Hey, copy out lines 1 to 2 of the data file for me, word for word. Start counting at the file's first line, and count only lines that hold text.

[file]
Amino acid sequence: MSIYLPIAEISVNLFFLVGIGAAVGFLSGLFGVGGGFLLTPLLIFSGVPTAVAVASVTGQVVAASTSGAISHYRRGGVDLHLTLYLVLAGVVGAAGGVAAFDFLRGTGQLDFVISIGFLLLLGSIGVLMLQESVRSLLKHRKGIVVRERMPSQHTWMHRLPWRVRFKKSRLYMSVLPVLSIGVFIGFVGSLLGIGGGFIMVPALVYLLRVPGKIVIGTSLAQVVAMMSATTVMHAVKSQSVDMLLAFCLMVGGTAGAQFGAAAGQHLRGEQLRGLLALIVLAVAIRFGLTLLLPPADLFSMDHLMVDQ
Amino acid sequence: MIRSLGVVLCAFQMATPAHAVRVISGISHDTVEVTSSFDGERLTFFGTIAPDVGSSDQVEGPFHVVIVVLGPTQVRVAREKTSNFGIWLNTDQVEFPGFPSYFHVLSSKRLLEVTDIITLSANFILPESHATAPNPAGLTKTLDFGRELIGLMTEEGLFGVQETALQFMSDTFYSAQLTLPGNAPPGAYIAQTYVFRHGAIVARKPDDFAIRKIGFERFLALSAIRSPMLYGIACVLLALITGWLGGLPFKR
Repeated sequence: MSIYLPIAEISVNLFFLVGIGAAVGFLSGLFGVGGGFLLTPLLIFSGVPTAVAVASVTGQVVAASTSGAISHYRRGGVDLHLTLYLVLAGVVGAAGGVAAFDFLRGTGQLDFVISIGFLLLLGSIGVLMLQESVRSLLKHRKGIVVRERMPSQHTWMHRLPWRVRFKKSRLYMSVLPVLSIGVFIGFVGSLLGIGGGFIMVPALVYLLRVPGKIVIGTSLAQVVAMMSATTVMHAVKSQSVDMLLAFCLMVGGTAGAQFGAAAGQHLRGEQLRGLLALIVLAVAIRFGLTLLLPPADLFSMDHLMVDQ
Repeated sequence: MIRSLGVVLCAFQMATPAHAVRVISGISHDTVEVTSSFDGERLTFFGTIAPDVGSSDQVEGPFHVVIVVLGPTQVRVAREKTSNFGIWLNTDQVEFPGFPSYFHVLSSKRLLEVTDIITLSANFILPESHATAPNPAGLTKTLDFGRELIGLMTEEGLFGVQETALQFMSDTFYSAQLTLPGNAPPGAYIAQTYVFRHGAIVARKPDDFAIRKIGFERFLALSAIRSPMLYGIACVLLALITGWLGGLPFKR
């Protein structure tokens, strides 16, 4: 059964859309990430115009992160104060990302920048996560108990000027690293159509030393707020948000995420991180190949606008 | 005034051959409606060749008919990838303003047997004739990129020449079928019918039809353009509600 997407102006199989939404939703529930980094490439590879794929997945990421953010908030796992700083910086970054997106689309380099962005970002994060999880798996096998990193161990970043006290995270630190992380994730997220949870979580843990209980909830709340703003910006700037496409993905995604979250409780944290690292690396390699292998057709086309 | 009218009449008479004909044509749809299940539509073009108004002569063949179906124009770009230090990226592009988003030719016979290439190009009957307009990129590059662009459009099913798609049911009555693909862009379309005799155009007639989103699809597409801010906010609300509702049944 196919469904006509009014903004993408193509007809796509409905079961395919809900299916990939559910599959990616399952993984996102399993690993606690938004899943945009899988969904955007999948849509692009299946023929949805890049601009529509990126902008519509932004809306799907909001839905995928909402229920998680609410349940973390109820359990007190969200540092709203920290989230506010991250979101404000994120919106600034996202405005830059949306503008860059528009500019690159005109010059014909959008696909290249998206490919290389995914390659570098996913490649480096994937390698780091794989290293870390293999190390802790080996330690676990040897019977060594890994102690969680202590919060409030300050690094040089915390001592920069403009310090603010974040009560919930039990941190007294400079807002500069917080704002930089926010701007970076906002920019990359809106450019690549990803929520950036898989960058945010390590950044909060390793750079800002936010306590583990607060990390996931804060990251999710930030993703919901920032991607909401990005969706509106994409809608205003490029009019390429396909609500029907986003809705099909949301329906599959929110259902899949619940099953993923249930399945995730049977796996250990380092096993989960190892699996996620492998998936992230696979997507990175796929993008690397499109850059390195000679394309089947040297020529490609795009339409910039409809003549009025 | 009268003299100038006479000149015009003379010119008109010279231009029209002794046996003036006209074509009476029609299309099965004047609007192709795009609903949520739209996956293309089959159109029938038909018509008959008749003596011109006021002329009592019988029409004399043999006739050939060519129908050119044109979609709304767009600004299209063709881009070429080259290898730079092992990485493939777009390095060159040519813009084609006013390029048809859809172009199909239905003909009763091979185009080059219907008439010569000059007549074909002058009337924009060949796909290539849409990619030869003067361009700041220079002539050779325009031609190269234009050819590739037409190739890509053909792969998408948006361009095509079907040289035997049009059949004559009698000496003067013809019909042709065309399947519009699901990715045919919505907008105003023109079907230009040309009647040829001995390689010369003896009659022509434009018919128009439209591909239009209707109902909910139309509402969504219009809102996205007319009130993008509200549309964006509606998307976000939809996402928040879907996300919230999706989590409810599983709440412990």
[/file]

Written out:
Amino acid sequence: MSIYLPIAEISVNLFFLVGIGAAVGFLSGLFGVGGGFLLTPLLIFSGVPTAVAVASVTGQVVAASTSGAISHYRRGGVDLHLTLYLVLAGVVGAAGGVAAFDFLRGTGQLDFVISIGFLLLLGSIGVLMLQESVRSLLKHRKGIVVRERMPSQHTWMHRLPWRVRFKKSRLYMSVLPVLSIGVFIGFVGSLLGIGGGFIMVPALVYLLRVPGKIVIGTSLAQVVAMMSATTVMHAVKSQSVDMLLAFCLMVGGTAGAQFGAAAGQHLRGEQLRGLLALIVLAVAIRFGLTLLLPPADLFSMDHLMVDQ
Amino acid sequence: MIRSLGVVLCAFQMATPAHAVRVISGISHDTVEVTSSFDGERLTFFGTIAPDVGSSDQVEGPFHVVIVVLGPTQVRVAREKTSNFGIWLNTDQVEFPGFPSYFHVLSSKRLLEVTDIITLSANFILPESHATAPNPAGLTKTLDFGRELIGLMTEEGLFGVQETALQFMSDTFYSAQLTLPGNAPPGAYIAQTYVFRHGAIVARKPDDFAIRKIGFERFLALSAIRSPMLYGIACVLLALITGWLGGLPFKR